Green Slovenia

Author: Tea Knaflič

Date: 9. September 2019

Time to read: 4 min

Slovenians are lucky to be able to live in such a beautiful and lush part of the world. They can enjoy the rich diversity that nature has provided – a land covered in forests, hills and mountains, as well as clean waters and a coastline.

Forests

As much as two-thirds of Slovenia is covered forests, which means that it also has a rich ecosystem. There are 71 indigenous tree species found in Slovenian forests: 10 deciduous and 61 coniferous. The most common are beech and fir trees, followed by spruce, maple, oak, pine and ash. The trees breathe, purifying the air, prevent erosion, and also help cool their surroundings. Forests also provide their own bounty from spring to autumn.

Slovenians enjoy spending time in forests and in early summer they frequently pick wild blackberries, raspberries, strawberries and blueberries.

Another popular activity in Slovenia is picking spruce tips to make a syrup that is used to treat coughs and respiratory problems. During the heat of summer, the forests provide a cool haven for a retreat. Talking a walk in a forest or along its edge is simply therapeutic. Then, in autumn, comes the time to pick mushrooms. Slovenians are mushroom experts and enjoy picking them. It’s no surprise then that mushroom soup can be regularly found on restaurant menus during this season. How many mushrooms there are to be found depends on the amount of rain that falls at the end of summer. But keep in mind that there are laws on how many mushrooms and berries that you can pick. This is to keep Slovenian forests from being overly depleted. Autumn is also the season to pick chestnuts, which are a delicious either boiled or roasted. When Slovenian towns are filled with the aroma of roasted chestnuts, you know that winter is almost here.

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Mountains

More proof that Slovenians are closely tied to nature is in the amount of time they spend in the mountains. Many people spend their daily leisure time by going hiking or cycling up nearby hills. Then, on weekends, they go on longer trips to the mountains. The unspoiled nature and tranquillity of the Alps is like a magnet to both Slovenians and foreign visitors alike.

From the very first time you visit, the Alps always leave a lasting impression.

You quickly get a sense of the love and respect these mountains evoke. Alpinists are role models of how to behave in the mountains and care for this natural environment. Members of the Alpine Association of Slovenia mostly voluntarily clean, maintain and teach others about how to care for the mountain paths in order to keep them clear and well marked. There is a belief in Slovenia that you are not a "true" Slovenian if you haven’t been up Triglav – Slovenia’s highest mountain, standing at 2,864m – at least once.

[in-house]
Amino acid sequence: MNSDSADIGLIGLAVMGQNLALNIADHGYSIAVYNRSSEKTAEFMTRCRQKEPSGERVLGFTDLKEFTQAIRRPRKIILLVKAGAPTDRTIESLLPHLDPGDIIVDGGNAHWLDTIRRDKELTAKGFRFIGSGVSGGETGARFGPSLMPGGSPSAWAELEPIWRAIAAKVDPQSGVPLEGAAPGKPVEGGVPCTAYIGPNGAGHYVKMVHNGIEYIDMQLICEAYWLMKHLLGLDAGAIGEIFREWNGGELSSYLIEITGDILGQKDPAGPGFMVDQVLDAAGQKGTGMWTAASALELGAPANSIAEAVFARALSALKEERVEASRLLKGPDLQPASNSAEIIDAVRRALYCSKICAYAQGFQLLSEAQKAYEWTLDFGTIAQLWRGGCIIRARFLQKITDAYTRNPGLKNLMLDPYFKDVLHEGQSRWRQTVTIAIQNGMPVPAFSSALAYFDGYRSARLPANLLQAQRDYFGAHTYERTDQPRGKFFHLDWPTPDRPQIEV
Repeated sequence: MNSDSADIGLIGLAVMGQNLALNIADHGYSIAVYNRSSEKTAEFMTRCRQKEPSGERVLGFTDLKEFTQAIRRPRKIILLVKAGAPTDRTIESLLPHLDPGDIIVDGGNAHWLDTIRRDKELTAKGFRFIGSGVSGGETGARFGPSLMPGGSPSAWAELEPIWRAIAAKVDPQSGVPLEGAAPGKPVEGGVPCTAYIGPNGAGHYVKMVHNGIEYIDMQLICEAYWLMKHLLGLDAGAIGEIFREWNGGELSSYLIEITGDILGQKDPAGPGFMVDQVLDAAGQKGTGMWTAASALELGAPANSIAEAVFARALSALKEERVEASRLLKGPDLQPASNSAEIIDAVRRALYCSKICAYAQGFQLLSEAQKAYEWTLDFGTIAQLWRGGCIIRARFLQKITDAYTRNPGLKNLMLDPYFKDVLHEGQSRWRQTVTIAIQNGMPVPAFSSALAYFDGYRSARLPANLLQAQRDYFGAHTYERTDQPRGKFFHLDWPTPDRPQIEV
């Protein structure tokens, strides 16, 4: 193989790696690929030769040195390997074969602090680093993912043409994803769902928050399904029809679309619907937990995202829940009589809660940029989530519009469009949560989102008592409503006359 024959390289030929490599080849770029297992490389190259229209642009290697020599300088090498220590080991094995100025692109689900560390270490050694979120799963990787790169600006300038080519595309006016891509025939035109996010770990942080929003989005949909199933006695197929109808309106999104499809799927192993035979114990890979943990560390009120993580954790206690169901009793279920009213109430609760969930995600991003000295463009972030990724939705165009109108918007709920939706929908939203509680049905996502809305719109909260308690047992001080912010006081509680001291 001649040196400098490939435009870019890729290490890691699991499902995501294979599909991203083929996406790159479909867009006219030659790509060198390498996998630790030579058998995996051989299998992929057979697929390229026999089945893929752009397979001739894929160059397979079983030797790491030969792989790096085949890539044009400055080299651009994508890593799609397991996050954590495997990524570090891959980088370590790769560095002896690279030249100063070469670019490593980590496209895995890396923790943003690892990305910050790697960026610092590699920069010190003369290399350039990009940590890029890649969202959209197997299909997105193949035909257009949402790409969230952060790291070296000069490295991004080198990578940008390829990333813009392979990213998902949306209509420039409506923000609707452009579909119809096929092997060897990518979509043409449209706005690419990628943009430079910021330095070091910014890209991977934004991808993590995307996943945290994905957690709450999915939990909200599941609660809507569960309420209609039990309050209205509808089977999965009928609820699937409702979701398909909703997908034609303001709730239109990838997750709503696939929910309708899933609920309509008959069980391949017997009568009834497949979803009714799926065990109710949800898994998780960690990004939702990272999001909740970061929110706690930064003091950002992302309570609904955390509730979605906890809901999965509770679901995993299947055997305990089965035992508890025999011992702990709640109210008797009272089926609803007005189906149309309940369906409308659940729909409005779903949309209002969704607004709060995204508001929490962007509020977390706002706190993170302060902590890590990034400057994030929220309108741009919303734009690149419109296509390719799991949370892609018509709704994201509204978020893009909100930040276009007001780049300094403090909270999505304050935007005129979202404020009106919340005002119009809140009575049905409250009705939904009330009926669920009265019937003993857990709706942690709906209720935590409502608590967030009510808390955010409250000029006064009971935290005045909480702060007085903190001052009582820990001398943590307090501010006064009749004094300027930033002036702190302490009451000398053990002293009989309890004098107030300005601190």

Water

Slovenia is exceptionally rich in water resources. It has many springs, streams, brooks, rivers, lakes and even a coastline. There are three groups of glacial lakes that are of exceptional value from the perspective of natural conservation, namely the Triglav Lakes, Krn Lake and Križ Lakes. Our biggest natural lakes are those of Bohinj and Bled. On hot summer days, both lakes are popular destinations for the countless people looking to cool off in the water. Lake Bled can reach temperatures of around 25°C, while Lake Bohinj is usually a few degrees colder. Both are very popular among Slovenians – not only for swimming, but also for walking around.

But these lakes are not the only place to go for a swim in summer and there are a number of rivers where you can enjoy a dip.

Slovenia also has plenty of thermal and mineral springs, around which spa resorts have sprung up. There is an abundance of clean drinking water in Slovenia, while the country also has its own slice of the Adriatic coast.

And the sea does have a special charm. Slovenians love going to the seaside, even if only for one day or the weekend. It is the perfect place to swim, go on walks or go cycling. The saltpans on the coast are of particular interest, as this is where a piece of the shore has been dedicated to producing salt. The area around the saltpans is a landscape park and is home to rare, endangered and typical flora and fauna.